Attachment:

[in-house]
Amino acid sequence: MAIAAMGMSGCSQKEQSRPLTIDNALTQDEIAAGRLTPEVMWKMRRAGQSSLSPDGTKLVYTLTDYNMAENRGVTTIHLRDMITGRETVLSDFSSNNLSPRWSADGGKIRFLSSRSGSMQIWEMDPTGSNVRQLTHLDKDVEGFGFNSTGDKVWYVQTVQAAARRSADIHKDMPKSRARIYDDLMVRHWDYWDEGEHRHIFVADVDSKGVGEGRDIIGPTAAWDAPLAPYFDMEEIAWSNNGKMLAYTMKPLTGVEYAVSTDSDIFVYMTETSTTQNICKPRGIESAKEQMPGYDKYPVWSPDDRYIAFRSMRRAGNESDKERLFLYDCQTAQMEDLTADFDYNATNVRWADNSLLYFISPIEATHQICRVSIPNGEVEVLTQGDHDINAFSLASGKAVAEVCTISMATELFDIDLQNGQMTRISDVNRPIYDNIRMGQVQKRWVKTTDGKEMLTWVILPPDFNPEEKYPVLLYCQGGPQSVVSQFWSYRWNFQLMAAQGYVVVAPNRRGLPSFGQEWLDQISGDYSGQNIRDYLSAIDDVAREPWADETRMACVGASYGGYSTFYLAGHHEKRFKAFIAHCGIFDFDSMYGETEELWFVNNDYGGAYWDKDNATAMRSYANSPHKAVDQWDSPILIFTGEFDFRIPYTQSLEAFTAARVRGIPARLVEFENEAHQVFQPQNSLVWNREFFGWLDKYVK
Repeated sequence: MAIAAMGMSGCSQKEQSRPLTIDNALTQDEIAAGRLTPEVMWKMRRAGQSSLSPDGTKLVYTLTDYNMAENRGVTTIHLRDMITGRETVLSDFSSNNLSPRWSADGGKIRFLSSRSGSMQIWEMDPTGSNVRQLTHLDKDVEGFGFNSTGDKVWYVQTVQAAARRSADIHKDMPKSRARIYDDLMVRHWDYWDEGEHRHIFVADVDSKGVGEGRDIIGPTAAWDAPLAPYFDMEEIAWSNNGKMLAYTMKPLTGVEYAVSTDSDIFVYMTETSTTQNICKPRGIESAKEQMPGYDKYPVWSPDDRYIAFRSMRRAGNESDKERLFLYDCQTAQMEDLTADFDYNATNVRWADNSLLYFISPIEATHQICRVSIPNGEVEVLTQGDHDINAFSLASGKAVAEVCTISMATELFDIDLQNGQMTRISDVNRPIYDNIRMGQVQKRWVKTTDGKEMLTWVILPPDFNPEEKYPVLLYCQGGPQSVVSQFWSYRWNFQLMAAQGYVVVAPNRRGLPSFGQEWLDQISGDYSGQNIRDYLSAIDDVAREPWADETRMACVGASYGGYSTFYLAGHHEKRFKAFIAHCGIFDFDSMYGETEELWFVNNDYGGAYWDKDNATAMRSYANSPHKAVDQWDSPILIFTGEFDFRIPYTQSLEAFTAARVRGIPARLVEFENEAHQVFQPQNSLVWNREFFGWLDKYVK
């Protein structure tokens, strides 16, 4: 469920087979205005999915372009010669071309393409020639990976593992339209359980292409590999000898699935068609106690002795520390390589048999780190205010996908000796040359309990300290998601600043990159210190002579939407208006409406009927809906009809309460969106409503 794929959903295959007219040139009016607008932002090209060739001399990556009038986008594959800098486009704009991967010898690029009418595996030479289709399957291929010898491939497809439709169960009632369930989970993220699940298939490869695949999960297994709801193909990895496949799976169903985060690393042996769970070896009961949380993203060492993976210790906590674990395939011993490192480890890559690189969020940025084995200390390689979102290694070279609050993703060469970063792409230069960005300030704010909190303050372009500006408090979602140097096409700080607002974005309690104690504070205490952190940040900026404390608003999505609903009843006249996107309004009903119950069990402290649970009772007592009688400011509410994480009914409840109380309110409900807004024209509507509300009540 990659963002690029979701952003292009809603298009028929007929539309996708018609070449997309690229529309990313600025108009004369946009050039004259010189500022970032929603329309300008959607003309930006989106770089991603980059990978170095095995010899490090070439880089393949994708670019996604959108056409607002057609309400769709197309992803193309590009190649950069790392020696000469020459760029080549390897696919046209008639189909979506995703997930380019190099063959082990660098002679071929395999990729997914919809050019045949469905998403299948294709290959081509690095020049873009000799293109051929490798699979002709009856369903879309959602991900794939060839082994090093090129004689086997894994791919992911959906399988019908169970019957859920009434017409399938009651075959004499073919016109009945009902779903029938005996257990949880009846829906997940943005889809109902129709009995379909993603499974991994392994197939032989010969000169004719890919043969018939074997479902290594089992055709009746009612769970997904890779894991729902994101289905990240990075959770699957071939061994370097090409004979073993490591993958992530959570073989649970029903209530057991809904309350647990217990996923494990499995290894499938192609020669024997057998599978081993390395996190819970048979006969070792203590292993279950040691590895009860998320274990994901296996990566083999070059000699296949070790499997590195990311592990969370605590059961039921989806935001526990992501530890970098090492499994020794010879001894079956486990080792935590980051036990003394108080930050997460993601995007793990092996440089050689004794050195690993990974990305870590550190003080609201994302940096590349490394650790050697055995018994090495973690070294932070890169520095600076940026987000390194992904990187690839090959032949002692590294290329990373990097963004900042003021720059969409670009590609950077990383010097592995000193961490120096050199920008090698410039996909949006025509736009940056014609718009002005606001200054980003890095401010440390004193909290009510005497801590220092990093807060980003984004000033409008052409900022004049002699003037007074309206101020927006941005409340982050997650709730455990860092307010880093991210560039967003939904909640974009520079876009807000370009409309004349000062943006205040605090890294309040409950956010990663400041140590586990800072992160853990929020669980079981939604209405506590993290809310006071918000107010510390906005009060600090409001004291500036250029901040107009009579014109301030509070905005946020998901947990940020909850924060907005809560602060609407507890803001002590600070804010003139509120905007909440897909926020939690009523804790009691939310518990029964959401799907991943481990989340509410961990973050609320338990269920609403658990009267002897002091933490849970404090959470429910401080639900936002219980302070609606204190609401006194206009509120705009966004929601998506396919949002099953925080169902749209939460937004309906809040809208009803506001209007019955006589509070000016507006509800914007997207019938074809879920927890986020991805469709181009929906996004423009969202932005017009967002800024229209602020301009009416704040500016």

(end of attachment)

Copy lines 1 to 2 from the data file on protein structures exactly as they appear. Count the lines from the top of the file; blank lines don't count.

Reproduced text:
[in-house]
Amino acid sequence: MAIAAMGMSGCSQKEQSRPLTIDNALTQDEIAAGRLTPEVMWKMRRAGQSSLSPDGTKLVYTLTDYNMAENRGVTTIHLRDMITGRETVLSDFSSNNLSPRWSADGGKIRFLSSRSGSMQIWEMDPTGSNVRQLTHLDKDVEGFGFNSTGDKVWYVQTVQAAARRSADIHKDMPKSRARIYDDLMVRHWDYWDEGEHRHIFVADVDSKGVGEGRDIIGPTAAWDAPLAPYFDMEEIAWSNNGKMLAYTMKPLTGVEYAVSTDSDIFVYMTETSTTQNICKPRGIESAKEQMPGYDKYPVWSPDDRYIAFRSMRRAGNESDKERLFLYDCQTAQMEDLTADFDYNATNVRWADNSLLYFISPIEATHQICRVSIPNGEVEVLTQGDHDINAFSLASGKAVAEVCTISMATELFDIDLQNGQMTRISDVNRPIYDNIRMGQVQKRWVKTTDGKEMLTWVILPPDFNPEEKYPVLLYCQGGPQSVVSQFWSYRWNFQLMAAQGYVVVAPNRRGLPSFGQEWLDQISGDYSGQNIRDYLSAIDDVAREPWADETRMACVGASYGGYSTFYLAGHHEKRFKAFIAHCGIFDFDSMYGETEELWFVNNDYGGAYWDKDNATAMRSYANSPHKAVDQWDSPILIFTGEFDFRIPYTQSLEAFTAARVRGIPARLVEFENEAHQVFQPQNSLVWNREFFGWLDKYVK